But library officials and internal correspondence with the family over the years highlight the library’s difficulty in getting the family’s go-ahead to process the papers for release.

In the statement, the family also acknowledged that of the remaining 55 boxes, some information could still be withheld. “At the conclusion of the process of federal review of the remaining 55 boxes, those 55 boxes will also be made available to the public, subject only to national security and personal privacy considerations.”

Reached by phone, Tom Putnam, the director of the JFK Library, declined to comment on the family’s statement, saying he is pleased that the library is making progress after years of seeking to make the RFK collection fully available.

Asked about the family’s contention that it has not been responsible for the delay on processing, Putnam declined to comment.

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John F. Kennedy Presidential Library & Museum

Search - John F. Kennedy Presidential Library & Museum

I've put the titles plus descriptions on one pge here for quick brousing -

JFKCountercoup2: DOCS FROM RFK PAPERS

Here's some interesting people - including news reports by Mockingbird agents - like Virginia Prewett.

6-11: Cuba: Citizens Committee for a Free Cuba - John F. Kennedy Presidential Library & Museum

Here's list of most people with their orgs

6-6: Cuba: Counter Revolutionary Handbook - John F. Kennedy Presidential Library & Museum

News Release

National Archives to Open Robert F. Kennedy Records

http://www.jfklibrar... Papers|1|,N:16

For Immediate Release: October 11, 2012

National Archives to Open Robert F. Kennedy Records Relating to the Cuban Missile Crisis

WHAT: The National Archives and Records Administration and the John F. Kennedy Presidential Library are releasing an additional seven boxes of material (more than 2,700 pages) from the Robert F. Kennedy Papers, housed at the Kennedy Library in Boston, including documents relating primarily to the Cuban Missile Crisis.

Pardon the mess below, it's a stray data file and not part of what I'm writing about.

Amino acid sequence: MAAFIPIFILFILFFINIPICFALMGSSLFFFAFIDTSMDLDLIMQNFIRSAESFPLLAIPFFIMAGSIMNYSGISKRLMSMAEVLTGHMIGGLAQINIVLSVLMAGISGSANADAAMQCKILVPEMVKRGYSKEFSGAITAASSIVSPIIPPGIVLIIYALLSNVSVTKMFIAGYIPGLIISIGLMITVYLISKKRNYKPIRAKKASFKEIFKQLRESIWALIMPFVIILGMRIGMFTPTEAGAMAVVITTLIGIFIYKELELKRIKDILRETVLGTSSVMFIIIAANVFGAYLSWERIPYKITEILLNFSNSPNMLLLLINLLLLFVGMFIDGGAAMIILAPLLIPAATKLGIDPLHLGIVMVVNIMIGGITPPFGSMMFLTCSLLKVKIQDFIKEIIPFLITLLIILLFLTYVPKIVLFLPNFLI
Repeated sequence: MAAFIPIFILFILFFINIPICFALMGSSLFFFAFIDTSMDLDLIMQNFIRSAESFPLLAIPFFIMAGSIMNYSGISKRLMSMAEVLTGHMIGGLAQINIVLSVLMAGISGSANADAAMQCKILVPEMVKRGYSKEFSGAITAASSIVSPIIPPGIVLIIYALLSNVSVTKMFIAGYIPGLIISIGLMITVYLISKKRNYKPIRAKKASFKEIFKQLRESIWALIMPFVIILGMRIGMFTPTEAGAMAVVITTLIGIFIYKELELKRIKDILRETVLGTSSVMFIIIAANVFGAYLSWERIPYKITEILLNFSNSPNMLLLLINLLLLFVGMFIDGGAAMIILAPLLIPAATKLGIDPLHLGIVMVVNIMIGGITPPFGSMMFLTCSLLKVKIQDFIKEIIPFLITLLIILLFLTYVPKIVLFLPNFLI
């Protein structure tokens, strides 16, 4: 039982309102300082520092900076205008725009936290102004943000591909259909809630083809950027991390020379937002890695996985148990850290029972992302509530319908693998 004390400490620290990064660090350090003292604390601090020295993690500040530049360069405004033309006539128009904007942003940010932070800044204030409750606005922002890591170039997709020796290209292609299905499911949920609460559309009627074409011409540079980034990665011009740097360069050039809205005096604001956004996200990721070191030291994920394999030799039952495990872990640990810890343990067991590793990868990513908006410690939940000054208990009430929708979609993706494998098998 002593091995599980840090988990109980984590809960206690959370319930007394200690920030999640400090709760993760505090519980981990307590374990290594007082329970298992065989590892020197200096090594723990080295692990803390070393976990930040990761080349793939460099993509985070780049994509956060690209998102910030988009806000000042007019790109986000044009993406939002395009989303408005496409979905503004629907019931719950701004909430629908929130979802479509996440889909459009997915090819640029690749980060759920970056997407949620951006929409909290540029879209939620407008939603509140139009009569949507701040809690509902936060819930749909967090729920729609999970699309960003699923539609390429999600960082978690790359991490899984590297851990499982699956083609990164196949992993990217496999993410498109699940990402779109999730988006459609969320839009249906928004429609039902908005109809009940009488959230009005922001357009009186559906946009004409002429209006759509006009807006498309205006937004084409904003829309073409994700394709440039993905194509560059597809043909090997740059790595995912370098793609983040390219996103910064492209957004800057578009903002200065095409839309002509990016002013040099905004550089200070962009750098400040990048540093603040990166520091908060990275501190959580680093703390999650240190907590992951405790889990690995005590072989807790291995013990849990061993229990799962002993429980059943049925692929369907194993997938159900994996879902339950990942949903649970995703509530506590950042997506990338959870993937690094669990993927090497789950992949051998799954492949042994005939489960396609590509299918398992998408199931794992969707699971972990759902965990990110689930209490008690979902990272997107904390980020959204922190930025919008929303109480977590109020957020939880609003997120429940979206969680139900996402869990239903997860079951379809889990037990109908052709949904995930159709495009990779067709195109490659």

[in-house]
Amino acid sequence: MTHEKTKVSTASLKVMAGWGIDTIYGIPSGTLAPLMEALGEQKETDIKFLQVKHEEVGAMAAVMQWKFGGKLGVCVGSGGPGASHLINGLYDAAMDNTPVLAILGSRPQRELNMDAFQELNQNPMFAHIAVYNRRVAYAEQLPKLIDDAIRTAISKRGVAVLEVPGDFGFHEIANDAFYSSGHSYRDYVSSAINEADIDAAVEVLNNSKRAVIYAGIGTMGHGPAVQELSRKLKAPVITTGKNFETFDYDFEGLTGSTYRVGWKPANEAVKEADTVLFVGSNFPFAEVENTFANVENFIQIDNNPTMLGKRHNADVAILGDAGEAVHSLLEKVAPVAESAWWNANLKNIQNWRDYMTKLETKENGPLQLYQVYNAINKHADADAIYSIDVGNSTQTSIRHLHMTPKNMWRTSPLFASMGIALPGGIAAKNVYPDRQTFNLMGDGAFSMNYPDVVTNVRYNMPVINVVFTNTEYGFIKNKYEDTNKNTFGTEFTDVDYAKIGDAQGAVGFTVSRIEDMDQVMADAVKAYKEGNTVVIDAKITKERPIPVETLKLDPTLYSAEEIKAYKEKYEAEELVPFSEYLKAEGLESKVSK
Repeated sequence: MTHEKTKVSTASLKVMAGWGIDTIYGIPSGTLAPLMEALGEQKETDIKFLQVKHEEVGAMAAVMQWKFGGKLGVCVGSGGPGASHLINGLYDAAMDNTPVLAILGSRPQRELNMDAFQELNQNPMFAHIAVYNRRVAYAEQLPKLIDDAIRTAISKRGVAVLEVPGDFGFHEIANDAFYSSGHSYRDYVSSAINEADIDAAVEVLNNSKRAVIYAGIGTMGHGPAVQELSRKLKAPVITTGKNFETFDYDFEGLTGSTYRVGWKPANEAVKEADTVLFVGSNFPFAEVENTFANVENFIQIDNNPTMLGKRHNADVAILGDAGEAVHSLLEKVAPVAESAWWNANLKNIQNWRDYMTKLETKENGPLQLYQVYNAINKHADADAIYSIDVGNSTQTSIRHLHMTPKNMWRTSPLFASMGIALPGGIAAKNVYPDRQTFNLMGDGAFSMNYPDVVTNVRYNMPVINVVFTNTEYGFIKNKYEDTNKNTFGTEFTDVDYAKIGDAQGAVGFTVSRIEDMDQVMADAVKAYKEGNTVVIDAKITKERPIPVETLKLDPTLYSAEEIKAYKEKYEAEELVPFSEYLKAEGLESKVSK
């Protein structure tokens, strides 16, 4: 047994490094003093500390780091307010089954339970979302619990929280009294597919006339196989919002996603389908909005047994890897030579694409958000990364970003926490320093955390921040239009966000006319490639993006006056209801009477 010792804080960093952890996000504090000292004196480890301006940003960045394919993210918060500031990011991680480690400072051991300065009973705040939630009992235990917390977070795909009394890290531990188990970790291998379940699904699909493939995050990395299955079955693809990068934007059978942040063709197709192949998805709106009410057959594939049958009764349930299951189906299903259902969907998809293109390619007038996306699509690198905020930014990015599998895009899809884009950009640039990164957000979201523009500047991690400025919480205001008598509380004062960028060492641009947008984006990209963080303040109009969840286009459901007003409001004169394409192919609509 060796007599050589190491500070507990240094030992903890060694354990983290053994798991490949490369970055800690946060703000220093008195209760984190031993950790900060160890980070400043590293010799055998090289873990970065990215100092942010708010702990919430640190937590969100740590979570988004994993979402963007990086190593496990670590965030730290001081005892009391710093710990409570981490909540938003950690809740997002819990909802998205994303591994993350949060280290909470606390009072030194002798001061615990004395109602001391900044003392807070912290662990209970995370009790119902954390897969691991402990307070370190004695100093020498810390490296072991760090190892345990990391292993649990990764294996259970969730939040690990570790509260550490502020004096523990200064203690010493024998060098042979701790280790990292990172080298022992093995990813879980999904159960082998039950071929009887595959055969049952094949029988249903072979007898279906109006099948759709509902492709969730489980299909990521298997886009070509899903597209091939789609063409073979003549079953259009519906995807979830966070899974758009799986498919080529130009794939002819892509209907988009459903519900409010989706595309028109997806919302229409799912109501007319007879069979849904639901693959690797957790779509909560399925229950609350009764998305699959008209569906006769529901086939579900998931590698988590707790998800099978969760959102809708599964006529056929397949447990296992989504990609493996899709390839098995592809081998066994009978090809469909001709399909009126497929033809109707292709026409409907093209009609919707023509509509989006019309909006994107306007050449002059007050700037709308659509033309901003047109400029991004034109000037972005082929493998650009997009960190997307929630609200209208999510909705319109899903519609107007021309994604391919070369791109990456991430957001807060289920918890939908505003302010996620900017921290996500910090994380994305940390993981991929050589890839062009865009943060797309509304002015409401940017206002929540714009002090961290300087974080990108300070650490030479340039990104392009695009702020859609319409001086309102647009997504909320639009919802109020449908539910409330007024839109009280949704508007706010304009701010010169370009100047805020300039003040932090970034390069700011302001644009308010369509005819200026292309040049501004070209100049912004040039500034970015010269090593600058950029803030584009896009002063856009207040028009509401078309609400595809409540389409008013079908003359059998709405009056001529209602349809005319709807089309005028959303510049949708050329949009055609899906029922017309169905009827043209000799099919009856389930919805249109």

WHERE: The records will be available both online at www.jfklibrary.org and in the Research Room at the Kennedy Library in Boston.

WHEN: The records will be available at 8:30 A.M. EST on Thursday, October 11, 2012, both online and in the Kennedy Library Research Room.

“The National Archives is pleased to open these materials as the nation and the world mark the 50th anniversary of the Cuban Missile Crisis,” said David S. Ferriero, Archivist of the United States. “Attorney General Robert F. Kennedy played a crucial role in the peaceful resolution of the crisis, and researchers and the public are keenly interested in the information and insights contained in these documents.”

Background

The materials included in this opening consist of documents accumulated by Robert F. Kennedy in his capacity as both Attorney General and advisor to President Kennedy. The files relate chiefly to matters that ordinarily do not come under the jurisdiction of the Attorney General or the Justice Department, and include memos, correspondence, reports, notes from Executive Committee meetings, as well as CIA and State Department telegrams and cables chiefly related to the United States relationship with Cuba during the years 1961 to 1963 – a time which included the Cuban Missile Crisis and the Bay of Pigs invasion.

While the majority of these materials will be opened in full, some will remain restricted because of classified material: no documents are closed due to restrictions related to personal privacy concerns.

For press information, contact the National Archives Public Affairs staff at 202-357-5326.

For background on Robert F. Kennedy, see

http://www.jfklibrar...-F-Kennedy.aspx.

For a statement from the Robert F. Kennedy family, see

http://www.archives....8875-v1-rfk.pdf.

For information on 50th anniversary exhibit “To the Brink: JFK and the Cuban Missile Crisis,” see